Sunday, August 24, 2014

German Spies at the Mayflower Hotel? It Happened in 1942.

The stately Mayflower Hotel at 1127 Connecticut Avenue has played host to a large variety of prominent international figures, European Royalty, US Presidents, and Hollywood stars.  In 1942, it also housed a German spy named George John Dasch, left, who checked into room 351 on June 18, 1942 with the intention of a meeting with FBI Director J. Edgar Hoover to reveal his spy mission, coined Operation Pastorius.

Dasch never met with Hoover, who unbeknown to him, lunched every day in the Hotel’s dining room.  Instead, Dash went to the FBI headquarters and was directed to meet with an FBI agent named Duane L. Traynor.

Construction of the $5 million dollar Mayflower Hotel at 1127 Connecticut Avenue began in April of 1923 by developer Allen E. Walker.  He hired the New York architectural firm of Warren & Wetmore to design the hotel, which featured 400 individual rooms.  In addition, the hotel offered 100 large apartments for rent, as was typical of hotels during the era, and whose occupants entered through a separate entrance on DeSales Street.  The apartment section took up the entire eastern half of the building, facing 17th Street. Since its opening, the Mayflower had held inaugural balls for every President since Calvin Coolidge in 1925.  In the 1950s, the hotel converted most of the apartments into individual guest rooms; however, two apartments remain to this day in the hotel.          

Dasch’s true story, revealed in detail over the next several days while under constant surveillance at the Hotel, would eventually shock citizens all across the country.  Dasch, a German-American citizen, had returned to Germany at the beginning of WWII, as did many people with allegiance to their Fatherland.  He and seven others were then chosen by the F├╝hrer to participate in a sabotage training school led by Walter Kapp, former propaganda chief of the German-American Bund, an American division of the German Nazi party.  The training took place beginning in the fall of 1941 at a former farmhouse at Quenz Lake, west of Potsdam, Germany.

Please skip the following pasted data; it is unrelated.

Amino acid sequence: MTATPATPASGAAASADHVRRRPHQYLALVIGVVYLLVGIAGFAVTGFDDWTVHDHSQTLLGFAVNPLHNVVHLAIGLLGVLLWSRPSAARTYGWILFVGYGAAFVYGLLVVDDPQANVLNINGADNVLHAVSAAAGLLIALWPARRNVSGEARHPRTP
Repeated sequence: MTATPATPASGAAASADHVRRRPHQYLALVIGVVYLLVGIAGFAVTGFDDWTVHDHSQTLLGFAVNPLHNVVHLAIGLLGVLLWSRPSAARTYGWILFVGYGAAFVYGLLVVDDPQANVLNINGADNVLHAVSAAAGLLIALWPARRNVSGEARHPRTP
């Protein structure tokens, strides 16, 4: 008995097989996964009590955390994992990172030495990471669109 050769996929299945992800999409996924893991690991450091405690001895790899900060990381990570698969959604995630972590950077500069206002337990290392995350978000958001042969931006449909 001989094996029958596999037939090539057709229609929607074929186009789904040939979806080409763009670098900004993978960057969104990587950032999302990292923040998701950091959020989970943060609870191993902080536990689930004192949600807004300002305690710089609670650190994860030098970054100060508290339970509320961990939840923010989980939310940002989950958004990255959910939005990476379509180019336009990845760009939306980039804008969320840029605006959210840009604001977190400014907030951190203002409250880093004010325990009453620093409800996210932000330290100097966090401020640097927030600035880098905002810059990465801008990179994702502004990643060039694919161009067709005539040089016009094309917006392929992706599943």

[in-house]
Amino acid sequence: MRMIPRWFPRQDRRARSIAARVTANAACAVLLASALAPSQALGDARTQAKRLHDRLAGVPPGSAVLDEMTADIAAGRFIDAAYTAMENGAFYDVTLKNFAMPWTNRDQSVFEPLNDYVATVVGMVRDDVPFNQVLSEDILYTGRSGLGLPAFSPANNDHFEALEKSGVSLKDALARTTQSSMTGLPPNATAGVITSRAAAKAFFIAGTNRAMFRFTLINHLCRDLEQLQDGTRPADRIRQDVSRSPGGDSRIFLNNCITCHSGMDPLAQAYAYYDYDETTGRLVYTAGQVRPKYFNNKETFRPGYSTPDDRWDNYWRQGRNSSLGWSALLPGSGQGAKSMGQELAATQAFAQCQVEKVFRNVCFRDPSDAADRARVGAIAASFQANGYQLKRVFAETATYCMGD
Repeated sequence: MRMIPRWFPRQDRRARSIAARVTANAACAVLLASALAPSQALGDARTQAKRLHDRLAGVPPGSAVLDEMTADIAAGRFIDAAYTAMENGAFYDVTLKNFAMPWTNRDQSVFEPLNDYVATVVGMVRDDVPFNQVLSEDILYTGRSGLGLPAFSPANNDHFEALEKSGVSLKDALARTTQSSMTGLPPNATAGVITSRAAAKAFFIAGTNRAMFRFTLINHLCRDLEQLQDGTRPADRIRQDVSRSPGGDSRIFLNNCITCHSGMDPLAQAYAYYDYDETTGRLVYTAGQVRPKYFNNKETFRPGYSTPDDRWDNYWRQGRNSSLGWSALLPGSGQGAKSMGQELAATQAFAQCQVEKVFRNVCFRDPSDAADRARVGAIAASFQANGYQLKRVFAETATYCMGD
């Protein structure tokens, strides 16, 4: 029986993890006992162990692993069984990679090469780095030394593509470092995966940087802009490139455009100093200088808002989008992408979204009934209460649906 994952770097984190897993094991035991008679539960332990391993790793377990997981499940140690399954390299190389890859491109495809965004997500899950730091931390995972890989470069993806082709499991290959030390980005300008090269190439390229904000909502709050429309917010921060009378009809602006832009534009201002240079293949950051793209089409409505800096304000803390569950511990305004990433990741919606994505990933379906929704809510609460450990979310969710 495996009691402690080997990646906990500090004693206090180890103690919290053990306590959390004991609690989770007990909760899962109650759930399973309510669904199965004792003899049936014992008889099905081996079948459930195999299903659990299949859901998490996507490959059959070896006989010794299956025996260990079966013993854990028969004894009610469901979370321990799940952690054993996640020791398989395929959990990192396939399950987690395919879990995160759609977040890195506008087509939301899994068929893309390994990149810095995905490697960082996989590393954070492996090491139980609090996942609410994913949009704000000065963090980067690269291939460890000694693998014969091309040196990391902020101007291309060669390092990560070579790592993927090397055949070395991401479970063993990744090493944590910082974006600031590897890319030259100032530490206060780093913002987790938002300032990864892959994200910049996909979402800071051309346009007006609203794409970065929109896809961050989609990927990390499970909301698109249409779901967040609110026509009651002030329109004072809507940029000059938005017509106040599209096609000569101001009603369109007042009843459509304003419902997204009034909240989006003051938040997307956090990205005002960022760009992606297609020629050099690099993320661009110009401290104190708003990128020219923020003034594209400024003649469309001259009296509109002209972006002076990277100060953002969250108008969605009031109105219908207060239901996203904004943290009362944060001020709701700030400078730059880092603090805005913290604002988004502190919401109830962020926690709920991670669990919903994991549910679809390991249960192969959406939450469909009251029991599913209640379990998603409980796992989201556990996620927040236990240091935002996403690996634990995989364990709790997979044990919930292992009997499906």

The intensive training consisted of laboratory studies in explosives, and creating a variety of simple delay detonating switches using household goods such as Chile saltpeter and sawdust, or dried peas and cork.  Dasch was eventually selected as a leader of a group of three other men, while a similar group was headed by a German-American named Edward Kerling.  After additional physical training and taking on aliases and tutoring in American slang, the eight men learned that they were to be sent to America to carry out their sabotage mission on factories, railroads, and bridges. 

Their top secret mission was coined Operation Pastorius, named after Franz Daniel Pastorius, a leader of the first group of Germans to arrive in America in 1683.  The two groups of four men would each be carried across the Atlantic Ocean beginning on May 28, 1942 in German U-boats, the notorious submarines that had hampered transatlantic travel for steamships for many years.